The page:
When promoting your mobile fundraising keyword in print or online advertisements, the exact phrasing is up to you. But best practice is that it include the following:
1) The short code - For mobile fundraising, it will be 41444 or 91999. The short code is like the phone number. This is what donors put in the "To:" line when composing a new text message.
2) The keyword - This is the first word in a text message that the donor will send. Best practice is that it be short and easy to spell so that auto-correct doesn't change it to something else. Single words are best, and avoid numbers if possible.
3) "Give" or "Donate" - Your fulfillment rate will improve if you make it clear that you're asking them to text in to make a donation -- not just to show their support or join a list. Including the word "donate" or "give" helps with this. Fundraising allows people to donate any amount, so one suggestion is to say, "Text [KEYWORD] to [SHORTCODE] to give any amount."
4) Credit or debit card - Letting people know that the donation uses a credit or debit card will help with fulfillment as well. If they know that they will have to give their card information, they will be more likely to not click away when presented with the full donation form.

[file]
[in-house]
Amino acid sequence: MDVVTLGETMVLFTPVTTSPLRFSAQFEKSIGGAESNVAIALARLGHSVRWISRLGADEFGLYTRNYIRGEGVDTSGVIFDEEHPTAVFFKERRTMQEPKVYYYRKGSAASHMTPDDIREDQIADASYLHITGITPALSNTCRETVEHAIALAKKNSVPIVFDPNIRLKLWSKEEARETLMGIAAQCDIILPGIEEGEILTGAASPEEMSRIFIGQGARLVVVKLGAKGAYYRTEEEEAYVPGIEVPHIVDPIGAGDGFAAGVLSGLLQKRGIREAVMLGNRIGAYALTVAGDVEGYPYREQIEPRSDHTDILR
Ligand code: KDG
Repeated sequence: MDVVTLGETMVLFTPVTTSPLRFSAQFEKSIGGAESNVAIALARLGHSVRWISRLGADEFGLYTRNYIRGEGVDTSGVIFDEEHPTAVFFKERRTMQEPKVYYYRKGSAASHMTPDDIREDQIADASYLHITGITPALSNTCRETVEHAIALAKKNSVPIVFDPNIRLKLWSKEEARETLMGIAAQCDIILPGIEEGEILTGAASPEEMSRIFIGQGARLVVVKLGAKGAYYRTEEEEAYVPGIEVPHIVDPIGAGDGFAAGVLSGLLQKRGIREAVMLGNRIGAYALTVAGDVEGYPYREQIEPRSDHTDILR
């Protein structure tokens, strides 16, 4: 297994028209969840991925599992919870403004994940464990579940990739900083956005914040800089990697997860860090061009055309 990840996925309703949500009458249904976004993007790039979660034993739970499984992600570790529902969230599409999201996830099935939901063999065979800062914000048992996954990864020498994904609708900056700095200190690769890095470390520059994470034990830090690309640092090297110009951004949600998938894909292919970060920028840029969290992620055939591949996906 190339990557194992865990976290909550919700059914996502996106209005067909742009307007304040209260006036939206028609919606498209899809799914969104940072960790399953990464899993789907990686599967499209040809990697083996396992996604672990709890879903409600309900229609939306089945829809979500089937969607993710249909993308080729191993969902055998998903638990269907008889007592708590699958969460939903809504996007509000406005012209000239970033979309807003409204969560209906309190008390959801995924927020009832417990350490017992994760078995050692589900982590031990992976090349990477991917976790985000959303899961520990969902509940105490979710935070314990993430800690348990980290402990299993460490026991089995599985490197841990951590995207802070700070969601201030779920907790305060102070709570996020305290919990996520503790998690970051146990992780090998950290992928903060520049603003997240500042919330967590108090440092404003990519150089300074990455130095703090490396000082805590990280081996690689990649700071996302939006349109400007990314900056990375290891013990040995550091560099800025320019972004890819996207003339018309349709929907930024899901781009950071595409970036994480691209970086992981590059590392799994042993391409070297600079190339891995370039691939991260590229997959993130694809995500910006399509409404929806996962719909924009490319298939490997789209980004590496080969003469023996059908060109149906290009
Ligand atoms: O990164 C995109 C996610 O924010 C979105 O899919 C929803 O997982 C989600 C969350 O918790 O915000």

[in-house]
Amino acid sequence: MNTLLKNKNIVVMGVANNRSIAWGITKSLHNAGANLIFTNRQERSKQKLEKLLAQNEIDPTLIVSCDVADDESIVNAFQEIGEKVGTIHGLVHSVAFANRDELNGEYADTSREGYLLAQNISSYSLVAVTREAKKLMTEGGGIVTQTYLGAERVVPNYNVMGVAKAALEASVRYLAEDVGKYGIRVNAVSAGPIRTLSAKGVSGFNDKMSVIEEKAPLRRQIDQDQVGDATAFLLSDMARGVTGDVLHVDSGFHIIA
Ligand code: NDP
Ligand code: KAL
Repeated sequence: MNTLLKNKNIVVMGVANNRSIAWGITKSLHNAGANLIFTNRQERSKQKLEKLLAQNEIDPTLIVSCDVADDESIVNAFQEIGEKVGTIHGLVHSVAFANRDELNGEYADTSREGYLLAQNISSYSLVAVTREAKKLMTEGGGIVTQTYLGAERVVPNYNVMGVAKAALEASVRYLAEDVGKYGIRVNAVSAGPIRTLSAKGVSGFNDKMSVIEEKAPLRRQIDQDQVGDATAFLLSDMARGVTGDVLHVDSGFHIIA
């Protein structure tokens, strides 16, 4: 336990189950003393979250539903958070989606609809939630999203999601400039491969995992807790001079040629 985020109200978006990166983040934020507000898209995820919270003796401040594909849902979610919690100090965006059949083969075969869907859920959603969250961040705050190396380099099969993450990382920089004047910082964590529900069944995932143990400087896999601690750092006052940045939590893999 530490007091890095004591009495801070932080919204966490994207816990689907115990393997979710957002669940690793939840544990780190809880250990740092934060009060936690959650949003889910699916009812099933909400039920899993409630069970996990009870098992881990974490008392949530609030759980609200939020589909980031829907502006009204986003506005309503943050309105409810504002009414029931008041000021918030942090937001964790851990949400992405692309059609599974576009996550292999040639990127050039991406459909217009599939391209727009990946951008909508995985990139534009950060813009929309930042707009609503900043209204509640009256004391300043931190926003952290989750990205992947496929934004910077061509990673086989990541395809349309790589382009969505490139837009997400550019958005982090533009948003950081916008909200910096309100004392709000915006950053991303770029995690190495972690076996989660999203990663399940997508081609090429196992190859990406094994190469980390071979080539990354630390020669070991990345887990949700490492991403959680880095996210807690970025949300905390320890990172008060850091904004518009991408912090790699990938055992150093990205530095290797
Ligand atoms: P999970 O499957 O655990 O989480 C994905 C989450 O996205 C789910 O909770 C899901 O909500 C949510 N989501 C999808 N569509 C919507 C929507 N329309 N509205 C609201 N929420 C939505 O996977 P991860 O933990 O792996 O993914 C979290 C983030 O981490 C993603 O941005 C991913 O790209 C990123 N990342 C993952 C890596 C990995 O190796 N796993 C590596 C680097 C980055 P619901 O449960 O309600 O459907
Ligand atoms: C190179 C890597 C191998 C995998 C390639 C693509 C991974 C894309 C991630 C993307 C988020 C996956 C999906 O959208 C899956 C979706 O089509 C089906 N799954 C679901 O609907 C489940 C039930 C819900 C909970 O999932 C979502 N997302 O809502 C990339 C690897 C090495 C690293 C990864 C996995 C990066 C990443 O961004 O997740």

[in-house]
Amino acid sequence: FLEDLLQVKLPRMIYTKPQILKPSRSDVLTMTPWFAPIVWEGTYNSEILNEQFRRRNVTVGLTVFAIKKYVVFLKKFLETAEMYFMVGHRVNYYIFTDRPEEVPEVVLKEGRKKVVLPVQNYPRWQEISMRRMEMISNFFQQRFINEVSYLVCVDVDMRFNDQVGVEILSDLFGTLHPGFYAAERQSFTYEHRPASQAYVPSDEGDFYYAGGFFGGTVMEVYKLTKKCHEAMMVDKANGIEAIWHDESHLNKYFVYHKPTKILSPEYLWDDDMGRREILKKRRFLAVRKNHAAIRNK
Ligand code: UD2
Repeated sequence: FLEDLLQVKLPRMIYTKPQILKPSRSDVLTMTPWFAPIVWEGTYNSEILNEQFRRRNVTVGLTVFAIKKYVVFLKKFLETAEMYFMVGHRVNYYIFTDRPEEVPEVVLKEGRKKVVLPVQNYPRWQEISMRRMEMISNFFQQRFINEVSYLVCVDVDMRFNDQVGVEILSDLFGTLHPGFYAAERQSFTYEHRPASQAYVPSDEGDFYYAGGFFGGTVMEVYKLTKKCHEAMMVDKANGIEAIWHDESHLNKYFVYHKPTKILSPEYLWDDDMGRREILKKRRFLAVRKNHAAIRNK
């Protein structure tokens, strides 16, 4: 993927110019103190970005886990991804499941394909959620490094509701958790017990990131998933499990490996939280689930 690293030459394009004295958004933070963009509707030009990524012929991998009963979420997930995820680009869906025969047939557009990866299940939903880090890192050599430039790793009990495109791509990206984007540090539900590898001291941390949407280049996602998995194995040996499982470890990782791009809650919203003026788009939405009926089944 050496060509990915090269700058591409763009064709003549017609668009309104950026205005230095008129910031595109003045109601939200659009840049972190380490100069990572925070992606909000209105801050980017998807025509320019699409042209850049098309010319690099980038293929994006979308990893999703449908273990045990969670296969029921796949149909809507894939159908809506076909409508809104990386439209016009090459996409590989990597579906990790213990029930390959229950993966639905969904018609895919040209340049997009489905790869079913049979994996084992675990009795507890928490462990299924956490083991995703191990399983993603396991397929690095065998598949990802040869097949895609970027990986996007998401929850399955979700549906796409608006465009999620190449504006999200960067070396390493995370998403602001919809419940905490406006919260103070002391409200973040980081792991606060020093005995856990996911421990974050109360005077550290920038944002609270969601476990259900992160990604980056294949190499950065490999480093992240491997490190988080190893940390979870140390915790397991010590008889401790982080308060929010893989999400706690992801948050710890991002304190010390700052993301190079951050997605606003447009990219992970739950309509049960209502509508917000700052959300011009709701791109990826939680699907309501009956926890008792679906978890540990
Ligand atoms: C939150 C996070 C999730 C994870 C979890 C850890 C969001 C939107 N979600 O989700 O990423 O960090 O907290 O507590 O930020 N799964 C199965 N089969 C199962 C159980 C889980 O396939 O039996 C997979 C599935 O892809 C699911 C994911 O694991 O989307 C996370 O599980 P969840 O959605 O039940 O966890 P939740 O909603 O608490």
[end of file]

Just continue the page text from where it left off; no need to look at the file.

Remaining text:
5) Amount and name/message - This is optional. If you are going to be showing the thermometer, you will want to include both of these. If not, you do not need to include name/message.
6) Donation form link - Those seeing your online call to action on a non-mobile device, such as a desktop or laptop computer, may have an easier time by clicking directly to the donation form, rather than searching for their phone and texting in. For print, use a shorter link that is easy to remember and type, such as yourwebsite.org/donate or one of our short URLs, igfn.us/example.
"To donate any amount by credit or debit card, text KEYWORD with your amount and name to 41444."
"Text KEYWORD to 41444 or visit igfn.us/example to donate any amount with your credit/debit card."
- Be sure to display the call to action prominently and clearly. People shouldn't have to hunt for how to give, it should pop out at them.
- The human brain processes visuals 60,000 times more than text, so using an image or images with strong storytelling is what will compel people to give - the call to action then gives a way to capture that impulse to give.
- Visuals can also help with the call to action.